All US nuclear power plants are likely to be shut down by 2100, thereby eliminating so-called “carbon free” electricity that must be replaced by electricity from some other type of power generation.
There were 104 nuclear power plants operating in the United States in 2010. Four of these have recently been shut down. Four new nuclear power plants are being built, 2 in Georgia and 2 in South Carolina, so that over the next few years, between 2020 and 2035, there should be 104 nuclear power plants operating in the United States, assuming no additional plants are shut down over the next few years.
These plants have a total nameplate rating of approximately 100,000 MW.
Beginning in 2035, this fleet of existing nuclear power plants will begin to be shut down due to old age, which will prevent them from being able to obtain a second renewal to their operating license. See U.S. Nuclear Demise Amid Increases Elsewhere.
This capacity must be replaced with some other type of generation.
It’s exceedingly doubtful that any additional new nuclear power plants will be built in the United States because of their high cost, at $6,000 per KW, but also because of the unreasonable fear about radiation that extremists have created in the general population.
At a recent meeting on nuclear power, Emily Hammond, associate dean for public engagement, professor of law at George Washington University said,
“A carbon tax would be the most efficient way to handle these issues that we’ve been talking about this morning.”
But is this true?
First, as described above, all existing nuclear power plants will be shut down by 2100 as they will not be able to obtain a second renewal to their operating license. A carbon tax wouldn’t save nuclear plants long term.
Second, sufficient wind and solar would have to be installed to replace the 100,000 MW of nuclear that will be shut down, and even after replacing nuclear with wind, coal and natural gas would still be generating 68% of our electricity. Here’s why:
- Nuclear has a capacity factor of 90%, so these units can produce 90% of their nameplate rating.
- Wind, on-shore, has a capacity factor of around 30%. In other words, it only produces 30% of the electricity that could possibly be produced based on the nameplate rating. This is a reflection of the fact that the wind blows intermittently.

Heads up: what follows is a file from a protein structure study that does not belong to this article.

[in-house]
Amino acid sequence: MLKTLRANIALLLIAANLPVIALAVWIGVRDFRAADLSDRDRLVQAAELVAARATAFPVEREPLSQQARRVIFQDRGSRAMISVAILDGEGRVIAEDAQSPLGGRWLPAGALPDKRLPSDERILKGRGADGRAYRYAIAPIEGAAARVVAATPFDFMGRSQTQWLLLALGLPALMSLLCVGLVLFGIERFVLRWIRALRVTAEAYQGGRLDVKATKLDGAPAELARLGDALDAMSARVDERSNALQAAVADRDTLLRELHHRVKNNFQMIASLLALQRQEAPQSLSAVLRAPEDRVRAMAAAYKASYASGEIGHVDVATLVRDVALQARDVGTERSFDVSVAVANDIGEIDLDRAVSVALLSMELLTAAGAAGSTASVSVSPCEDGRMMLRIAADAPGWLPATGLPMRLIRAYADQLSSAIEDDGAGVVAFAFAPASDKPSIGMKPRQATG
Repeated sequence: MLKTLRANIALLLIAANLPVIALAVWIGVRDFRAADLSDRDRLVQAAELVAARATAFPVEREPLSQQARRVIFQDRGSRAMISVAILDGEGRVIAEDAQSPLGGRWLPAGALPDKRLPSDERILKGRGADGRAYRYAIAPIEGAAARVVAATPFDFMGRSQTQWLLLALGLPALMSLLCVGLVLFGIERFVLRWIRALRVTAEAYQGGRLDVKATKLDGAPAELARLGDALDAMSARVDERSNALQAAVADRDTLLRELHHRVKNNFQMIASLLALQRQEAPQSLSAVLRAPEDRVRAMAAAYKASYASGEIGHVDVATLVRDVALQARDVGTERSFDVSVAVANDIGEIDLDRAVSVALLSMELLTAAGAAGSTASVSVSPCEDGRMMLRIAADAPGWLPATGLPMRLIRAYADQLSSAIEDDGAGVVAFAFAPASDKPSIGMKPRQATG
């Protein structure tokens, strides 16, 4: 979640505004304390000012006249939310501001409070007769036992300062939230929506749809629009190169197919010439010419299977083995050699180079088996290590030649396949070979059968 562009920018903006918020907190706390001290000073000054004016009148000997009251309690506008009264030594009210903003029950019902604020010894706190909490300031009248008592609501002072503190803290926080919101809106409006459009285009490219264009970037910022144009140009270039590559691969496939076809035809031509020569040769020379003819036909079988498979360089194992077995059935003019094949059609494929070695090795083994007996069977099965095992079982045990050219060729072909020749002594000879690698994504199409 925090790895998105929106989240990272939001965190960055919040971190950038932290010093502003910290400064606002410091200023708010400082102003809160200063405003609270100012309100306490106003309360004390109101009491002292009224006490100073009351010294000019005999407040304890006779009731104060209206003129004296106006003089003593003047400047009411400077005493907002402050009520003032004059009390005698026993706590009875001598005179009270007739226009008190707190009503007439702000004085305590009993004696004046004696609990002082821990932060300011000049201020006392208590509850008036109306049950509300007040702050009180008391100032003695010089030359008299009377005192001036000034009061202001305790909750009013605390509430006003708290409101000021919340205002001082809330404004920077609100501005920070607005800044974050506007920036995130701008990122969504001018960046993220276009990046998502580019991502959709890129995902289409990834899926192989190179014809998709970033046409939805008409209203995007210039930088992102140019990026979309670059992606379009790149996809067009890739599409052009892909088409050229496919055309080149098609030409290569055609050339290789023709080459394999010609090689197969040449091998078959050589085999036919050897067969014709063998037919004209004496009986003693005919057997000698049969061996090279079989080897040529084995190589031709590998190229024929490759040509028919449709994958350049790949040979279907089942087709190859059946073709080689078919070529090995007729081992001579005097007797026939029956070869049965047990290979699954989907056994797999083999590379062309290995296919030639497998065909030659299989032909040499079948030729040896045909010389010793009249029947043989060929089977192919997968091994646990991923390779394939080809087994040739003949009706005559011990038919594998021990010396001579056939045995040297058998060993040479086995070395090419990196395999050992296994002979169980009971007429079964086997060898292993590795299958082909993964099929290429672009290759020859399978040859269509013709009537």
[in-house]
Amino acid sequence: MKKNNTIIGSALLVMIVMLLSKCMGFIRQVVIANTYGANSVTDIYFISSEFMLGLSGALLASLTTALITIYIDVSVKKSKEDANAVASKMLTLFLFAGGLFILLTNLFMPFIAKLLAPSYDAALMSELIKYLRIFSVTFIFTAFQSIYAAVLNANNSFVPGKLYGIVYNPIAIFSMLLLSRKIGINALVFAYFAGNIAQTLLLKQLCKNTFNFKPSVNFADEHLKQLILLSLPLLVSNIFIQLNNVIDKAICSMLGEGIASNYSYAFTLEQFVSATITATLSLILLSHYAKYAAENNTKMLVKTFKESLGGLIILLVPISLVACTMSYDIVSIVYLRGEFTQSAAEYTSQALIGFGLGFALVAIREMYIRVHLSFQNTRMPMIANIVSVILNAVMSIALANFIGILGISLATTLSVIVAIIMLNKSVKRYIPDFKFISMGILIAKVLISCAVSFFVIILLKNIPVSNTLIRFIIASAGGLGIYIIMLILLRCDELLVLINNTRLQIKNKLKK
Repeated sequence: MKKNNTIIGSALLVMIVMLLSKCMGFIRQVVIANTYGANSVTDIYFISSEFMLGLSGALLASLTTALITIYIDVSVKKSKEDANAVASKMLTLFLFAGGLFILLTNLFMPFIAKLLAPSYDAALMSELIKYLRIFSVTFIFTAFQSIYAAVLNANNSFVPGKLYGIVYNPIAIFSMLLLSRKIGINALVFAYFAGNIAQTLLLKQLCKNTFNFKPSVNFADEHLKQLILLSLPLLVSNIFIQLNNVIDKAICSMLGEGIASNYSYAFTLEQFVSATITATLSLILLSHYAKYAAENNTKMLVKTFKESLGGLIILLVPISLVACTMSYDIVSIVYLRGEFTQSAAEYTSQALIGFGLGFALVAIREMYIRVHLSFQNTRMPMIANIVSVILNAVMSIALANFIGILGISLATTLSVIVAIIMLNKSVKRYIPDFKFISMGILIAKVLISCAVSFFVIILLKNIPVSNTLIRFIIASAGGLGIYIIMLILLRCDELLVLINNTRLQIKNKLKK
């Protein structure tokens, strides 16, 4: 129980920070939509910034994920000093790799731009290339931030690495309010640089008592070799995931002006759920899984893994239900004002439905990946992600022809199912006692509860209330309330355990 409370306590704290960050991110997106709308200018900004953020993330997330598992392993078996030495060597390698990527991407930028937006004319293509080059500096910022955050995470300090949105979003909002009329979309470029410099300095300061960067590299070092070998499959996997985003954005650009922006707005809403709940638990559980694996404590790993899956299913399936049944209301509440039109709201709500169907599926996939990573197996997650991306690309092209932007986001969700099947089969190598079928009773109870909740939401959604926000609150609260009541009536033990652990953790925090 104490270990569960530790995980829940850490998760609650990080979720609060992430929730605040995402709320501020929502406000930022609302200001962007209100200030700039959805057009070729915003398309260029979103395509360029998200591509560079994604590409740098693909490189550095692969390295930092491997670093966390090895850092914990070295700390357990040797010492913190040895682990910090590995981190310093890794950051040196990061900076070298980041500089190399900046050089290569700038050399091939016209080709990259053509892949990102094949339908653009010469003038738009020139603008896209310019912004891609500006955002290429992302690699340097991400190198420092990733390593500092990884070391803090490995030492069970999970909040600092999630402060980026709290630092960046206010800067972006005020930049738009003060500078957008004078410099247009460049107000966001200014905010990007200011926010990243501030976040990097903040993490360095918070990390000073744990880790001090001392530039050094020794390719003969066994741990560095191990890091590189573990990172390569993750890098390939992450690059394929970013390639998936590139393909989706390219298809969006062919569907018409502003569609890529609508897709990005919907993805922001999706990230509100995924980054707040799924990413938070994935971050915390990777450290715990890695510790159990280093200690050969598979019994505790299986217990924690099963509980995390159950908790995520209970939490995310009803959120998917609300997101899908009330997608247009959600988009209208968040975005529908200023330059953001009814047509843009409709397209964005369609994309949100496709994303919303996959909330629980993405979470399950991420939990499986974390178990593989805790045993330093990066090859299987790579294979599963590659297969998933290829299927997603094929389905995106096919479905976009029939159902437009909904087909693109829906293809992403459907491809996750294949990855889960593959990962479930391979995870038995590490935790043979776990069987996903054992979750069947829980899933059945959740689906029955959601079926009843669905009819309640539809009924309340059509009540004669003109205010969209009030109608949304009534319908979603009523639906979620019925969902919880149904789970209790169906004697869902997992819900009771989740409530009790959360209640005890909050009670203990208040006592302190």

- Therefore, wind requires approximately 3 times the amount of installed generating capacity, based on its nameplate rating, to replace nuclear.
- While it only takes 104 nuclear power plants to produce the electricity generated by nuclear today, it would require 200,000 new wind turbines rated 1.5 MW, the average nameplate rating of units being built today, to replace the electricity produced by existing nuclear power plants.
- Even after building these 200,000 wind turbines to replace 104 nuclear power plants, natural gas and coal would still be generating 68% of the electricity in the United States.
It should be noted that there have only been approximately 50,000 wind turbines built over the past 15 years.
Finally, a carbon tax would only exacerbate the problem of building new wind turbines or solar installations to replace nuclear, as the resulting higher cost of building or operating natural gas and coal-fired power plants due to the carbon tax, would result in fewer of them being in operation or built.
The resulting loss in electricity output would have to be replaced with even more wind or solar. Again, the capacity factor of wind at 30% is far below the capacity factors for natural gas and coal, which are approximately 85%, so another roughly 650,000 wind turbines would have to be built to replace all existing natural gas and coal-fired power plants. This is in addition to the 200,000 wind turbines built to replace the 104 nuclear plants.
Aside form the high cost of building nearly 850,000 wind turbines at $2,000/KW, or $2.6 trillion, the system would collapse since wind is unreliable and can’t supply base load power. Natural gas and coal-fired power plants are essential for keeping the grid operating without blackouts.
The situation with solar is essentially the same. PV solar has a capacity factor that is realistically no higher than 20%, while concentrating solar, when built where there is ample solar insolation, is around 30%.
The only rational conclusion is that a carbon tax is self defeating over the long term, while also increasing the cost of electricity for everyone in the United States.
In addition, it’s clear that wind and solar are unable to replace natural gas or coal-fired power plants. Not only because of their high cost and whether it’s feasible to build 680,000 new units, but mainly because they are unreliable.
This conclusion about a carbon tax is contrary to the conventional wisdom, which assumes a carbon tax would result in fewer CO2 emissions.
A carbon tax will increase the cost of electricity for all Americans without achieving any significant reduction in CO2 emissions.
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Nothing to Fear, Chapter 9, The Utility Death Spiral, explains why displacing fossil fuels with wind and solar will result in destroying the reliability of the grid.
Nothing to Fear is available from Amazon and some independent book sellers.
Link to Amazon: http://amzn.to/1miBhXy
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